Abstract Title

Pyrite Morphology, Texture, and Trace Metals Across a Weathering Profile (from Parent Rock to Soil) of Ohio Coal Shales

Abstract

Acid mine drainage refers to the acidic outflow of water from a mining site caused by the weathering of pyrite, FeS2, which is present in coal. Oxidation of pyrite, within underground mine work and surface waste, releases sulfuric acid and metals, such as nickel, cobalt, arsenic, and lead into surface and subsurface waters. AMD negatively impacts water quality, wildlife, and human health. The aim of this study was to determine changes in pyrite particle size, morphology, texture, and composition during the weathering of the parent coal-shale rock. This was accomplished by collecting scanning electron microscopy (SEM) images and energy dispersive spectroscopy (EDS) element maps of pyrite in the following materials: (1) the parent coal-shale rock; (2) rock powder before and after simulated weathering; and (3) soils developing on historic mine waste. Shale samples were crushed to 63, 250, and 2000 µm and subjected to an artificial weathering process over several months to observe if particle size impacted the degree of weathering and its effect on mineral morphology. Soils were collected at various depths and prepared as thin sections. The commonest morphologies and textures seen were framboidal, octahedral, porous, oxidation rims, and replacement textures. Oxidation rim textures are most abundant in the soils. Iron and sulfur oxide concentrations observed over a range of particle sizes (1 µm to 2000 µm) and surface topographies (uniform to highly variable) indicate that oxidation increases as particle size decreases. Preliminary results suggest the release of AMD worsens as topography and particle surface area increase.

Modified Abstract

Acid mine drainage refers to the acidic outflow of water from a mining site caused by the weathering of pyrite, FeS2, present in coal. Oxidation of pyrite releases sulfuric acid and metals into surface and subsurface waters. AMD negatively impacts water quality, wildlife, and human health. The aim of this study was to determine changes in pyrite particle size, morphology, texture, and composition during weathering. This was accomplished by collecting SEM images and EDS element maps of pyrite in the parent coal-shale rock, rock powder before and after simulated weathering, and soils developing on historic mine waste. Iron and sulfur oxide concentrations observed indicate that oxidation increases as particle size decreases, suggesting that the release of AMD worsens as particle topography and surface area increase.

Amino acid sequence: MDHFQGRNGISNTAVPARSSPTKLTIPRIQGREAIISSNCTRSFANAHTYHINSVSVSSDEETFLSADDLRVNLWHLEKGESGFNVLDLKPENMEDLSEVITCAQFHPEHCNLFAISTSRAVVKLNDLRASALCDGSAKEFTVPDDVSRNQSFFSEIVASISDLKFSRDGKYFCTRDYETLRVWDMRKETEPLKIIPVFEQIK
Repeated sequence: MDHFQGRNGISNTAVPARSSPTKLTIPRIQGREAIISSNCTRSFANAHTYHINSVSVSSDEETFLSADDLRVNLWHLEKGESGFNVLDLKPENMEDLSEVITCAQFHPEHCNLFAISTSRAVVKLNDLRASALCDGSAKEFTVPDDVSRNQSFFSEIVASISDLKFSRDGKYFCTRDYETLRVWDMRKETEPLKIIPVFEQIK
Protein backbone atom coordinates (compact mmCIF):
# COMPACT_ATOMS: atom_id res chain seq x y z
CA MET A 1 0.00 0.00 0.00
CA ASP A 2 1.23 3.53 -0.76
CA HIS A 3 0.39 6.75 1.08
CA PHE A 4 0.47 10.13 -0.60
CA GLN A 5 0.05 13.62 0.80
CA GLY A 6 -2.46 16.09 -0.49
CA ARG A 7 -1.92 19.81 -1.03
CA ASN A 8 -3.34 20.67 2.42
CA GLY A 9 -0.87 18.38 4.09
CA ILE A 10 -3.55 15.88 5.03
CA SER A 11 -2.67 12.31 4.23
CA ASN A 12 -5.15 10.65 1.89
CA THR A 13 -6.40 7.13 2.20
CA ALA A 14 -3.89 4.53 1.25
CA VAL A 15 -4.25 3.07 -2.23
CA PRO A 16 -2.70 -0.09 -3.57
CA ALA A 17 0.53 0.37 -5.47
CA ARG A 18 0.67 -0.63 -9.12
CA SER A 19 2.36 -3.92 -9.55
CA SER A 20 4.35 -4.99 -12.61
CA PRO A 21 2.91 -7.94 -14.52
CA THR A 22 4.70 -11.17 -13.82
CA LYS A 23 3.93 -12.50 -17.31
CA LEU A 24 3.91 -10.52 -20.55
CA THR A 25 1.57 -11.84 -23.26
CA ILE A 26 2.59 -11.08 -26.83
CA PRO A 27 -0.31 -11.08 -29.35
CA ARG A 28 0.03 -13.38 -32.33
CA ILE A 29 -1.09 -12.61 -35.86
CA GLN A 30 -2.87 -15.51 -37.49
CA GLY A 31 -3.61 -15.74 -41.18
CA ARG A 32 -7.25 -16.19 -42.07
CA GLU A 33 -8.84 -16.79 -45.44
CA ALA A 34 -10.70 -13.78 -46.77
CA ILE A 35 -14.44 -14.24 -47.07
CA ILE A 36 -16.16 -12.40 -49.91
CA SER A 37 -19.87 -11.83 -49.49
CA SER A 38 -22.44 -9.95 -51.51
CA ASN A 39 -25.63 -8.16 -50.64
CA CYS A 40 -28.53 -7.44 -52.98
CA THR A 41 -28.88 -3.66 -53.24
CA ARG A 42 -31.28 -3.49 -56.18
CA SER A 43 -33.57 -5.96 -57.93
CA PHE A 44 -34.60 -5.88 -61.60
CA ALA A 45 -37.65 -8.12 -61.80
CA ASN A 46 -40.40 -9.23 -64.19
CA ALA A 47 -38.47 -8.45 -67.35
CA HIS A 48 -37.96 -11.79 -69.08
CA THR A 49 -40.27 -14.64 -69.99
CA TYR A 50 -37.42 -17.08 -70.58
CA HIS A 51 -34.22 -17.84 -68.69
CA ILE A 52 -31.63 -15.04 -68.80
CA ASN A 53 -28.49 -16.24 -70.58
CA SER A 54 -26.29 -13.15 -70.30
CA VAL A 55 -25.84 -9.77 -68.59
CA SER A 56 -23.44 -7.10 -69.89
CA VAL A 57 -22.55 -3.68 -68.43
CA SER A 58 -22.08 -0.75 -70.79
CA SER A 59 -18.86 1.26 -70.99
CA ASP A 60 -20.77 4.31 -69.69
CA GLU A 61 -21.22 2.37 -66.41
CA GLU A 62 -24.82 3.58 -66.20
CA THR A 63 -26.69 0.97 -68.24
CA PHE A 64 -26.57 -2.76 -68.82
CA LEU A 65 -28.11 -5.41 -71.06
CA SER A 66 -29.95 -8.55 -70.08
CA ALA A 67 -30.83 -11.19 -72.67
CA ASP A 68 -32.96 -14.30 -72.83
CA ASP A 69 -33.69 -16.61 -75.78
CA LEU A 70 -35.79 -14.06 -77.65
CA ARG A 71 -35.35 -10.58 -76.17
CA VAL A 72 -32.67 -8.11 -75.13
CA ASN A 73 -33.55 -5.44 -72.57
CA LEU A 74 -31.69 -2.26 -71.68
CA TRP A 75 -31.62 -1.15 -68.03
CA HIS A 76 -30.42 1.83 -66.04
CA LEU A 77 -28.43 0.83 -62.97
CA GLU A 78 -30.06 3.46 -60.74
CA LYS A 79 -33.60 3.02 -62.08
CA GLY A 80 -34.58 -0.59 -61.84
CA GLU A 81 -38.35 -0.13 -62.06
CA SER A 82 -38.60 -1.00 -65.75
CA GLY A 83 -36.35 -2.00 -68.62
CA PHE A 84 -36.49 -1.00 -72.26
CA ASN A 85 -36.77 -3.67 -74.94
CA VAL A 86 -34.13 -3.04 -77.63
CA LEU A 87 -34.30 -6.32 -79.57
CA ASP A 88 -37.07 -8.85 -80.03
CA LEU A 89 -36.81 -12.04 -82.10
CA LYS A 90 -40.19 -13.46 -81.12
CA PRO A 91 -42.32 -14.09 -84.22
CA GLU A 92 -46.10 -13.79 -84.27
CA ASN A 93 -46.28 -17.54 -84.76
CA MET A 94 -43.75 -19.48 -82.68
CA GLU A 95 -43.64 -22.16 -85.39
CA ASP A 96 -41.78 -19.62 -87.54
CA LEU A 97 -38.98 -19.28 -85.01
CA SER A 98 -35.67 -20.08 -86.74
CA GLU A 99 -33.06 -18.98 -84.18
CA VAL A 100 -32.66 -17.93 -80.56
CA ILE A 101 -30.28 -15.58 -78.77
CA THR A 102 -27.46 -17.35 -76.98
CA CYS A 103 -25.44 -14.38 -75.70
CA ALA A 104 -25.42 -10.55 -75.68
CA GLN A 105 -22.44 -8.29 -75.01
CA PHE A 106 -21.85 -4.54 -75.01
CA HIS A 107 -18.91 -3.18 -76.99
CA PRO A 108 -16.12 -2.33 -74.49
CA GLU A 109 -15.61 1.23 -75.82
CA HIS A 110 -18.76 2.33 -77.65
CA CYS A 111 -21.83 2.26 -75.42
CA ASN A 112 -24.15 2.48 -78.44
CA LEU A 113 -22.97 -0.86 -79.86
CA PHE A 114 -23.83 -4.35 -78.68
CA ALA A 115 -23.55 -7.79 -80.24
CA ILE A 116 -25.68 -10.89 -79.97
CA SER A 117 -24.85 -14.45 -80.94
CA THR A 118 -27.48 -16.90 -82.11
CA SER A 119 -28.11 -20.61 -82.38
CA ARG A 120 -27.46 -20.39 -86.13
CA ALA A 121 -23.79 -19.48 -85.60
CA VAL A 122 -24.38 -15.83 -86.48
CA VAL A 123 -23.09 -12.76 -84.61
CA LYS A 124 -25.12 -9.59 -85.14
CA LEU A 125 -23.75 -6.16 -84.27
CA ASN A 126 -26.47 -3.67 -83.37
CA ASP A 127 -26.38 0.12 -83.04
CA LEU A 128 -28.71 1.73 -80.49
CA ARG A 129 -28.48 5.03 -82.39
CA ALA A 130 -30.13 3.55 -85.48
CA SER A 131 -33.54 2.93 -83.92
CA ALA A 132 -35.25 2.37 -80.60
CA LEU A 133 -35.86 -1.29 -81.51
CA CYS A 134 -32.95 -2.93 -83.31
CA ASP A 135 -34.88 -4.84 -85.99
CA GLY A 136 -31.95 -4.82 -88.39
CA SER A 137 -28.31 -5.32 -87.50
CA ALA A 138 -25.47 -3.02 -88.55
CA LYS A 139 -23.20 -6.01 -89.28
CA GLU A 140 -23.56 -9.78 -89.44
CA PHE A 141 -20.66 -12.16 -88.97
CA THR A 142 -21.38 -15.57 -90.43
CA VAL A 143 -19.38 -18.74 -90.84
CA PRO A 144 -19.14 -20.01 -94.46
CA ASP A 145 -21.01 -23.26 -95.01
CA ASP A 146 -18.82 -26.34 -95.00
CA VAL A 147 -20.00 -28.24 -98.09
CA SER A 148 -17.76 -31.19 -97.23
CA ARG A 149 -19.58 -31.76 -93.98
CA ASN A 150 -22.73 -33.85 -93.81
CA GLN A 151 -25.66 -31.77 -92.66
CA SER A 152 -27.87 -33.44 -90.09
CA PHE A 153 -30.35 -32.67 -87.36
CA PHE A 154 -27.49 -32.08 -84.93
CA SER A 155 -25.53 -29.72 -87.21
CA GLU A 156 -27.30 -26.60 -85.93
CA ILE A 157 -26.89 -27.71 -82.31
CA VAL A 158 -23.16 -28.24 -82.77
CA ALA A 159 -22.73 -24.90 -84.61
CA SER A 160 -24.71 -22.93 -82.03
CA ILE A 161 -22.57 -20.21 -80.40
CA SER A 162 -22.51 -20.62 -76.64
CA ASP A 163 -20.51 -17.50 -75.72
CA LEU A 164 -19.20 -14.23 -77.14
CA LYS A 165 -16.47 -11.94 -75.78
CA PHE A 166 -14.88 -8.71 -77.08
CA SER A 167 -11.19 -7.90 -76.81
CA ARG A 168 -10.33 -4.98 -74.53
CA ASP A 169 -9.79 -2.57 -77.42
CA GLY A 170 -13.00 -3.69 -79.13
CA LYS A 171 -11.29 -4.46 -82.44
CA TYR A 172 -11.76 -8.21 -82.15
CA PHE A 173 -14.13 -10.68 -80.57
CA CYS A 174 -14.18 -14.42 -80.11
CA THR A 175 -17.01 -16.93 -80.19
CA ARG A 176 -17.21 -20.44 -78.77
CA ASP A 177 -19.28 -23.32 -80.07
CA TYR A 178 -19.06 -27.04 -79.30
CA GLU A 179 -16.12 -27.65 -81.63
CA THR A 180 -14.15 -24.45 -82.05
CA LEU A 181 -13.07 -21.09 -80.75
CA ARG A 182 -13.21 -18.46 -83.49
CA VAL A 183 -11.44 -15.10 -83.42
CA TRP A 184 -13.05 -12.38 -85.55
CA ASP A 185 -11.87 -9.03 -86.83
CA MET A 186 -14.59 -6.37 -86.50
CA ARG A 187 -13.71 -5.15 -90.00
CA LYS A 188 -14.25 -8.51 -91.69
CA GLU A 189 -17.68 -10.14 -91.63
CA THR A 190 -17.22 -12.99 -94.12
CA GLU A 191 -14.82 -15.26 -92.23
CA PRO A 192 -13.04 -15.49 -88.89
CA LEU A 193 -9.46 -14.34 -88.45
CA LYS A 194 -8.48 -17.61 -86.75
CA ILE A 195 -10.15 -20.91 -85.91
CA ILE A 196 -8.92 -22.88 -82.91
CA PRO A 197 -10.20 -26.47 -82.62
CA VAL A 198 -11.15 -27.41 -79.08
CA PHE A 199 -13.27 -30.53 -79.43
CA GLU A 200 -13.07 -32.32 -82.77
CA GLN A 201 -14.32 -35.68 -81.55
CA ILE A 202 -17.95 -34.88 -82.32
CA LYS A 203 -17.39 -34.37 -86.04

Research Category

Geology/Geography

Primary Author's Major

Geology

Mentor #1 Information

Dr. David Singer

Presentation Format

Poster

Start Date

5-4-2018 12:00 AM

Research Area

Environmental Chemistry | Geochemistry

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Apr 5th, 12:00 AM

Pyrite Morphology, Texture, and Trace Metals Across a Weathering Profile (from Parent Rock to Soil) of Ohio Coal Shales

Acid mine drainage refers to the acidic outflow of water from a mining site caused by the weathering of pyrite, FeS2, which is present in coal. Oxidation of pyrite, within underground mine work and surface waste, releases sulfuric acid and metals, such as nickel, cobalt, arsenic, and lead into surface and subsurface waters. AMD negatively impacts water quality, wildlife, and human health. The aim of this study was to determine changes in pyrite particle size, morphology, texture, and composition during the weathering of the parent coal-shale rock. This was accomplished by collecting scanning electron microscopy (SEM) images and energy dispersive spectroscopy (EDS) element maps of pyrite in the following materials: (1) the parent coal-shale rock; (2) rock powder before and after simulated weathering; and (3) soils developing on historic mine waste. Shale samples were crushed to 63, 250, and 2000 µm and subjected to an artificial weathering process over several months to observe if particle size impacted the degree of weathering and its effect on mineral morphology. Soils were collected at various depths and prepared as thin sections. The commonest morphologies and textures seen were framboidal, octahedral, porous, oxidation rims, and replacement textures. Oxidation rim textures are most abundant in the soils. Iron and sulfur oxide concentrations observed over a range of particle sizes (1 µm to 2000 µm) and surface topographies (uniform to highly variable) indicate that oxidation increases as particle size decreases. Preliminary results suggest the release of AMD worsens as topography and particle surface area increase.